Media Briefings

Teenagers Are Key Household Decision-Makers

  • Published Date: June 2011


Teenage girls in the UK typically play an active role in family decisions about the allocation
of household resources. But older children (those over the age of 21) still living with their
parents appear to have no say over household decisions. These are among the findings of
a study by Professor Bernard Fortin and colleagues, published in the June 2011 issue of
the Economic Journal.
Analysing data from the UK’s Family Expenditure Survey, the research finds strong
evidence that teenagers have an important influence on household consumption patterns.
This is important to understand – not just for marketers but also for policy-makers
considering the likely impact of measures that target specific individuals (such as the
minimum wage, the school leaving age and subsidised education) and needing to
anticipate the response of both recipients and non-recipients.
Most people suspect that children have the power to affect the household decision process,
especially when they become teenagers – and marketers are betting on this. But how can
we confirm that this really is the case – and, if so, what are the consequences for intrahousehold
economic decisions and the impact of policy?
To determine whether children have any kind of influence, one could test whether the
presence of a teenager living with her parents affects the composition of household
expenditures – for example, on leisure goods, recreational goods, clothing and education.
Of course, the problem here is that even when an adolescent has no bargaining power
whatsoever, her very presence may influence her parents’ consumption decisions if they
care for her.
The researchers tackle this problem by using variables that are likely to affect the child’s
bargaining power and determine whether they influence the composition of household
consumption goods in her favour.
The teenager’s bargaining power itself is assumed to depend largely on the wellbeing she
would obtain were she to leave the family nest. So any variable that affects her
dependence on her parents – such as her contribution to the total household income, rental
rates and school fees – is likely to affect her bargaining power.
This is precisely what the researchers do. Among other things, they proxy children’s
bargaining power with their share of total household income. The findings show
conclusively that teenage girls living at home take an active role in the household allocation
of resources.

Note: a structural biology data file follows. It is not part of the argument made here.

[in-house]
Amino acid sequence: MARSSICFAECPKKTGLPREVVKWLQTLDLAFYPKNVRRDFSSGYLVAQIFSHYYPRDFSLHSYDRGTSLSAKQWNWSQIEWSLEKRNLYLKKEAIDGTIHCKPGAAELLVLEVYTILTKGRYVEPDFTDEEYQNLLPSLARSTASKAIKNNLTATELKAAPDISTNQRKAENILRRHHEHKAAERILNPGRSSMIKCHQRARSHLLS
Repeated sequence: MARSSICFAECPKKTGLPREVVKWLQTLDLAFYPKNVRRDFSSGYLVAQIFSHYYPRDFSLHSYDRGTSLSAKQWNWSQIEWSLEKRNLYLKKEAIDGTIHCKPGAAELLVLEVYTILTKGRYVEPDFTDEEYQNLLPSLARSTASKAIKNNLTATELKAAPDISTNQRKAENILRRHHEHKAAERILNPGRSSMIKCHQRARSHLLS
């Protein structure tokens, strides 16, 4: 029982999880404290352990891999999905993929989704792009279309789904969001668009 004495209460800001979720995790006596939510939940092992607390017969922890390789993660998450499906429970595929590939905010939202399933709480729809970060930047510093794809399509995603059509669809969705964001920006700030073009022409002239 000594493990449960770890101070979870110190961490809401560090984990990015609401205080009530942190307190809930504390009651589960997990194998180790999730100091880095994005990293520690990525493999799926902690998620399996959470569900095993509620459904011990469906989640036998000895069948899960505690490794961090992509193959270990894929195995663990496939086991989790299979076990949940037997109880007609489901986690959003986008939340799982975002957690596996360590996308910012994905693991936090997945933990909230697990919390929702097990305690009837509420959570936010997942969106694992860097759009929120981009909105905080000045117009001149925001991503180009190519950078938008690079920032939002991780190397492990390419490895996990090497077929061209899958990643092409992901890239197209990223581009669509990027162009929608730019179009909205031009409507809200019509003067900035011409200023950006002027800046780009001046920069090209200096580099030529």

The evidence for boys is much less conclusive. And while any children in the household
aged 21 and under also have strong bargaining power, older children still living with their
parents appear to have no say over household decisions.
Given these findings, what are the likely consequences of conceiving family decisions as
the result of a process involving parents only, when they truly stem from a process that also
involves children?
First, it might lead policy-makers to favour inadequate policies when addressing important
economic issues such as investment in post-secondary education, child labour and food
allocation within poor households in developing countries.
Second, it might lead to incorrect intra-household welfare analysis. Consider, for example,
an increase in the minimum wage. If adolescents are not treated as decision-makers,
standard analysis would predict the change to have no intra-household welfare effect if both
parents earn a higher wage and the adolescent is not working.
Conversely, if adolescents do take part in the decision process, the same policy change
might increase their bargaining power, even if they are not working, and thus have intrahousehold
welfare effects.
In fact, any social policy that is conditional on a particular living arrangement is likely to
have welfare effects. Taking into account the number of decision-makers in a household
and anticipating the response of recipients and non-recipients alike is very important for any
policy that targets specific individuals.
The evidence from this study that children do have an active role in family decision-making
could very well also have strong implications for marketing research and on how marketers
target children.
ENDS
Notes for editors: ‘Are Children Decision-Makers Within the Household?’ by Anyck
Dauphin, Abdel-Rahmen El Lahga, Bernard Fortin and Guy Lacroix is published in the June
2011 issue of the Economic Journal.
Anyck Dauphin is at the University of Quebec. Abdel-Rahmen El Lahga is at the Institut
Superieure de Gestion de Tunis. Bernard Fortin and Guy Lacroix are at Laval University.
For further information: contact Bernard Fortin on +1-418-656-5678 (email:
Bernard.Fortin@ecn.ulaval.ca); or Romesh Vaitilingam on +44-7768-661095 (email:
romesh@vaitilingam.com).